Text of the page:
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A leading magazine recently made a claim that’s not often found on the secular newstand: that prayer can improve athletic performance.
“When believers pray, something happens in their brains that actually makes them better athletes,” Brandon Sneed wrote for the July edition of Outside magazine.
While Sneed cited Ryan Hall, an elite runner and devout Christian, in the article, he also talked with a renowned neuroscientist who explained what’s going on in the brain of a believer conversant with God. And Sneed himself is something of an authority on the athlete’s brain, having written a book titled “Head in the Game: The Mental Engineering of the World’s Greatest Athletes.”
The subject of how a relationship with God impacts the brain is trendy these days because advances in brain imaging have allowed scientists to study what happens in the brain when people pray, mediate, think about God or read passages from scripture. One studydone at the University of Utah showed an association between spiritual feelings and increased focus. And the Outside article said that prayer may contribute to the phenomenon called “flow,” the hyper-focused state of mind that accompanies peak performance in any endeavor.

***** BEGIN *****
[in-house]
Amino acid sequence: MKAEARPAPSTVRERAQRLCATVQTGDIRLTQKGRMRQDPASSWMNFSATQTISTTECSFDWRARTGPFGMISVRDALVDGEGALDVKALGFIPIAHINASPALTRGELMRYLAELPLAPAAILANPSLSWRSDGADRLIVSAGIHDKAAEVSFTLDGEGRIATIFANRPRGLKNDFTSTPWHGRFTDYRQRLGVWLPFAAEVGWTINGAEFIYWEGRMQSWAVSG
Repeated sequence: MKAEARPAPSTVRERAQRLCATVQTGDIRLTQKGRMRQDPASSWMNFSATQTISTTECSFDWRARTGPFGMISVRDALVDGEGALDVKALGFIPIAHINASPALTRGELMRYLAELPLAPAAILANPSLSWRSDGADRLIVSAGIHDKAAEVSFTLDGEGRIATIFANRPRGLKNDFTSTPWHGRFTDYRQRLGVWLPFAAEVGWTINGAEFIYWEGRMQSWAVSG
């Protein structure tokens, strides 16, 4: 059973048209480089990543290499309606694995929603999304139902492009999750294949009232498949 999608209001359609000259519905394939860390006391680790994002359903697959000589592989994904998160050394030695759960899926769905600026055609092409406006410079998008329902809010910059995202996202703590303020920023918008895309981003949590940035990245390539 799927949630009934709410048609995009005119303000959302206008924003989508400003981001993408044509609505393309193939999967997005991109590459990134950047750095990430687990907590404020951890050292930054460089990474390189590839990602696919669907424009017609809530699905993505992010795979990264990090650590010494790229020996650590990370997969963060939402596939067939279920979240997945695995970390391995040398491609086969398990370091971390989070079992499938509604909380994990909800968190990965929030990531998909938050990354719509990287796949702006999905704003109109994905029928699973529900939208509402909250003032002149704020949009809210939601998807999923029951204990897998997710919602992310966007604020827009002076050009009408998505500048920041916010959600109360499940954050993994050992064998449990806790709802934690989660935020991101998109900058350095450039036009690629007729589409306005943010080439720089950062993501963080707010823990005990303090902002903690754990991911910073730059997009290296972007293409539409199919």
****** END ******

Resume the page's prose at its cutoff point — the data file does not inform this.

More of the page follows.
Such findings suggest that both professional athletes and weekend warriors might improve their athletic performance by cultivating a deeper relationship with God. And that how far you are able to run, bike or swim may be influenced as much by the time you spend on your knees as the time on your feet.
Your brain on God
The frontal lobe is the area of your brain that is behind and above your eyes. A sort of central command for consciousness, this part of your brain is responsible for language, attention, reason and judgment. It’s also a part of the brain that changes noticeably when we contemplate, or talk to, God.
To read the full article on the Deseret News, click here.